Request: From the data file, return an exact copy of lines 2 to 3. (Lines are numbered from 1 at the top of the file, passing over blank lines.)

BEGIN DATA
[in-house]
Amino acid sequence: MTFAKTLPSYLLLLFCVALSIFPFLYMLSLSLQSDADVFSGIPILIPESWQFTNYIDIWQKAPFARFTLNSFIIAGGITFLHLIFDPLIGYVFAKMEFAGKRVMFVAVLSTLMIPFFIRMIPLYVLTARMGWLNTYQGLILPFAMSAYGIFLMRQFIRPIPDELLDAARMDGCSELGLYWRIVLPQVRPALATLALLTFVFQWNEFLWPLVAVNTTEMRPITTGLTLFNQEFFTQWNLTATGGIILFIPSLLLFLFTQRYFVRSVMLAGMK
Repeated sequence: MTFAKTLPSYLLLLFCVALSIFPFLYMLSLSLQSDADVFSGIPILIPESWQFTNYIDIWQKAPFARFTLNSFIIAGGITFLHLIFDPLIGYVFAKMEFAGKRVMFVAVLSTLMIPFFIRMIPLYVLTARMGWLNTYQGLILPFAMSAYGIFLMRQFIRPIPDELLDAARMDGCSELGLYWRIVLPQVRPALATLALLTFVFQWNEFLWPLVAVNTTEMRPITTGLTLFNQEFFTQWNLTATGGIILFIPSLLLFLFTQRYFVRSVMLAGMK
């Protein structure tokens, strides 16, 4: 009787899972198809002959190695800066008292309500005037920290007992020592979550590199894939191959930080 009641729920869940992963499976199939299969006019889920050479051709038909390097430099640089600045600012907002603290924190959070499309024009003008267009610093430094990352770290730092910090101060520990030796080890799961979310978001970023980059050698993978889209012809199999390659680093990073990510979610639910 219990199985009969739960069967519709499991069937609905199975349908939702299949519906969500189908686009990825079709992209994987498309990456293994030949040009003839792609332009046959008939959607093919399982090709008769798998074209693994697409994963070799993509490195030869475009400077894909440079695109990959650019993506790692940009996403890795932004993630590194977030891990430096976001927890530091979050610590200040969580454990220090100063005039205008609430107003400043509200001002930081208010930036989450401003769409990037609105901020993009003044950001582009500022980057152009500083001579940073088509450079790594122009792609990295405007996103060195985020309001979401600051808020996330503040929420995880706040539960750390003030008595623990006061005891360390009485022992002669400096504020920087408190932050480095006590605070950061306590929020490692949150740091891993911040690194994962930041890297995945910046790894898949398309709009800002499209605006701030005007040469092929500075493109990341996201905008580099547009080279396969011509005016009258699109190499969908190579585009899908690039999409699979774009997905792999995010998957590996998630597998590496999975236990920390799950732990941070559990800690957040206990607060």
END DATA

Amino acid sequence: MTFAKTLPSYLLLLFCVALSIFPFLYMLSLSLQSDADVFSGIPILIPESWQFTNYIDIWQKAPFARFTLNSFIIAGGITFLHLIFDPLIGYVFAKMEFAGKRVMFVAVLSTLMIPFFIRMIPLYVLTARMGWLNTYQGLILPFAMSAYGIFLMRQFIRPIPDELLDAARMDGCSELGLYWRIVLPQVRPALATLALLTFVFQWNEFLWPLVAVNTTEMRPITTGLTLFNQEFFTQWNLTATGGIILFIPSLLLFLFTQRYFVRSVMLAGMK
Repeated sequence: MTFAKTLPSYLLLLFCVALSIFPFLYMLSLSLQSDADVFSGIPILIPESWQFTNYIDIWQKAPFARFTLNSFIIAGGITFLHLIFDPLIGYVFAKMEFAGKRVMFVAVLSTLMIPFFIRMIPLYVLTARMGWLNTYQGLILPFAMSAYGIFLMRQFIRPIPDELLDAARMDGCSELGLYWRIVLPQVRPALATLALLTFVFQWNEFLWPLVAVNTTEMRPITTGLTLFNQEFFTQWNLTATGGIILFIPSLLLFLFTQRYFVRSVMLAGMK